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5 December 2013 11:26 am ,
Vol. 342 ,
At age 30, Dutch biologist Freek Vonk has built up a respectable career as a snake scientist. But in his home country,...
Since arriving on the island of Guam in the 1940s, the brown tree snake ( Boiga irregularis ) has extirpated native...
An animal rights group known as the Nonhuman Rights Project filed lawsuits in three New York courts this week in an...
Researchers have been hot on the trail of the elusive Denisovans, a type of ancient human known only by their DNA and...
Thousands of scientists in the Russian Academy of Sciences (RAS) are about to lose their jobs as a result of the...
Dyslexia, a learning disability that hinders reading, hasn't been associated with deficits in vision, hearing, or...
Exotic, elusive, and dangerous, snakes have fascinated humankind for millennia. They can be hard to find, yet their...
Researchers have sequenced and analyzed the first two snake genomes, which represent two evolutionary extremes. The...
- 5 December 2013 11:26 am , Vol. 342 , #6163
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ScienceShot: The Milky Way Does the Wave
22 October 2013 5:45 pm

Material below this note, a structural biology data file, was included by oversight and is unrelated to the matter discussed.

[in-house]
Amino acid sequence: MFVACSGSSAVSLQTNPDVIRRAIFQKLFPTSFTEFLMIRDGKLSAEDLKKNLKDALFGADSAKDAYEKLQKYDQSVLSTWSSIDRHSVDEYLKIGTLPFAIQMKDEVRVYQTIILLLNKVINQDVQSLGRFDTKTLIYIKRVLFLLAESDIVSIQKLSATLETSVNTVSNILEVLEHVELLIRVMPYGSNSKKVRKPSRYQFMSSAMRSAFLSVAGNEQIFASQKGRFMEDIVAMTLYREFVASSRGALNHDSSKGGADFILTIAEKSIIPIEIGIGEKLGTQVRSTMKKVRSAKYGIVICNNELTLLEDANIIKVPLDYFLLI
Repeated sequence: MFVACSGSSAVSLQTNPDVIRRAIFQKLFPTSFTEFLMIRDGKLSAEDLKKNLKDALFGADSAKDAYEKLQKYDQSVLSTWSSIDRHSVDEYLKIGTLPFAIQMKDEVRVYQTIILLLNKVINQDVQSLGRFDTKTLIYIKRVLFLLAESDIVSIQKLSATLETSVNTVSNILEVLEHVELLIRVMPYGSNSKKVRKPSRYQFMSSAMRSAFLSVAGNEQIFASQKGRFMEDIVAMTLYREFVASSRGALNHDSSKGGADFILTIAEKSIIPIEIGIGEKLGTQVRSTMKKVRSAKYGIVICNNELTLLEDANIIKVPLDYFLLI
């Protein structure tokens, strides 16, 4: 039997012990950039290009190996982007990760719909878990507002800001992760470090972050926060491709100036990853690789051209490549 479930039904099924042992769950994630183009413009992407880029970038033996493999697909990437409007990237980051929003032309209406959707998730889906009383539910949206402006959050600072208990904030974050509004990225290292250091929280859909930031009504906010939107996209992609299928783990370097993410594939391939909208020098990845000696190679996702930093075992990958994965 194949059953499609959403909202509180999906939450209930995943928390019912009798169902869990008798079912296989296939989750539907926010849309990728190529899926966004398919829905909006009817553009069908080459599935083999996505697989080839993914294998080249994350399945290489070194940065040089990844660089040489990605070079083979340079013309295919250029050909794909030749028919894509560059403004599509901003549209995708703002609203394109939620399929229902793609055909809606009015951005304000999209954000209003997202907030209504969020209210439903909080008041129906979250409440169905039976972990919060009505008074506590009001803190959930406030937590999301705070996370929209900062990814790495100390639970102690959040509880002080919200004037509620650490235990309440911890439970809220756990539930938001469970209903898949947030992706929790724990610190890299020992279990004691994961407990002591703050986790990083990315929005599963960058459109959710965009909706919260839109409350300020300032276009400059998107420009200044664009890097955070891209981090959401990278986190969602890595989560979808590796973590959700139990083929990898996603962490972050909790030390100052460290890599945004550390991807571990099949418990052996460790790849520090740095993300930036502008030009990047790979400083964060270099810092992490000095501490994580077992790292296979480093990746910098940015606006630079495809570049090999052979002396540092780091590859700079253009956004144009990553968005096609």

Stars in our part of the Milky Way seem to be doing “the wave,” a new study suggests. The finding comes from an analysis of the motions of more than 70,000 red giant stars that lie within 6500 light-years of Earth—a distance that, in one direction, reaches about one-fourth of the way to the center of the galaxy. Above the horizontal plane that slices through the center of the galaxy, stars closer to the center of the galaxy than the sun are, in general, moving away from the plane at speeds of 10 kilometers per second or less. Meanwhile, those farther from the galactic center than the sun are moving toward the plane—in some cases, as fast as 17 kilometers per second. All together, the complexity of motions observed by the team is similar to that seen among molecules in a gas with a sound wave passing through it, the researchers report this month in the Monthly Notices of the Royal Astronomical Society. As of yet, the reasons for these anomalous motions aren’t clear, the researchers note. The “wave” may indeed be a ripple caused by a long-ago collision with a small companion galaxy, or it may result from perturbations in pressure triggered as the Milky Way’s spiral arms (artist’s concept above) push their way through space as the galaxy rotates.